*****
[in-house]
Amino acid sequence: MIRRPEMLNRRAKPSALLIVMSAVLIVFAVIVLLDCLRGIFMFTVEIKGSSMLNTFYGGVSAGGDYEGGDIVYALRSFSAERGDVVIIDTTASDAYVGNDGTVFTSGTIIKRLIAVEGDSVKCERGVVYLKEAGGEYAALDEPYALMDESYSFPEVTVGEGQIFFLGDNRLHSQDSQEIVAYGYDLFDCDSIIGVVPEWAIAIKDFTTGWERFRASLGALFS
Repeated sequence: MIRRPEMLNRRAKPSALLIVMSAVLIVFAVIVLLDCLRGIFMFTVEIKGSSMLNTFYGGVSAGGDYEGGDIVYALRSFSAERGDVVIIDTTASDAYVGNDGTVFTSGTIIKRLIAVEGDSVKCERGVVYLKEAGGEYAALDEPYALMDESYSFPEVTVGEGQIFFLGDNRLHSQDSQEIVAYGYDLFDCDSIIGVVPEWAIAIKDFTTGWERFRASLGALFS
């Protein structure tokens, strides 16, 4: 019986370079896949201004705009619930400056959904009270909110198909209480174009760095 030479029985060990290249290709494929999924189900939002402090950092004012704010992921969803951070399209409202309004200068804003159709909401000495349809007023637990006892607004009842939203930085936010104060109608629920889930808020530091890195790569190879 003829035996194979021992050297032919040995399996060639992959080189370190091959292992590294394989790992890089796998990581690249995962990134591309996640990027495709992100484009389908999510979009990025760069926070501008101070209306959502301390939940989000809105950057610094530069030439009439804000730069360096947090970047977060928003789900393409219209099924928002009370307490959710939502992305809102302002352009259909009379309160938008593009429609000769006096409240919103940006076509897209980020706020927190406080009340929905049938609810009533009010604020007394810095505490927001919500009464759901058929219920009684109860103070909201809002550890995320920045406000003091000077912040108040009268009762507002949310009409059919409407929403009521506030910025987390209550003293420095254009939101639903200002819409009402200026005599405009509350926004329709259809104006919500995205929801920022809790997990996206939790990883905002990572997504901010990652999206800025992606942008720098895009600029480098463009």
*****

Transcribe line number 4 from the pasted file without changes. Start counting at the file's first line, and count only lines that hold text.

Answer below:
């Protein structure tokens, strides 16, 4: 019986370079896949201004705009619930400056959904009270909110198909209480174009760095 030479029985060990290249290709494929999924189900939002402090950092004012704010992921969803951070399209409202309004200068804003159709909401000495349809007023637990006892607004009842939203930085936010104060109608629920889930808020530091890195790569190879 003829035996194979021992050297032919040995399996060639992959080189370190091959292992590294394989790992890089796998990581690249995962990134591309996640990027495709992100484009389908999510979009990025760069926070501008101070209306959502301390939940989000809105950057610094530069030439009439804000730069360096947090970047977060928003789900393409219209099924928002009370307490959710939502992305809102302002352009259909009379309160938008593009429609000769006096409240919103940006076509897209980020706020927190406080009340929905049938609810009533009010604020007394810095505490927001919500009464759901058929219920009684109860103070909201809002550890995320920045406000003091000077912040108040009268009762507002949310009409059919409407929403009521506030910025987390209550003293420095254009939101639903200002819409009402200026005599405009509350926004329709259809104006919500995205929801920022809790997990996206939790990883905002990572997504901010990652999206800025992606942008720098895009600029480098463009």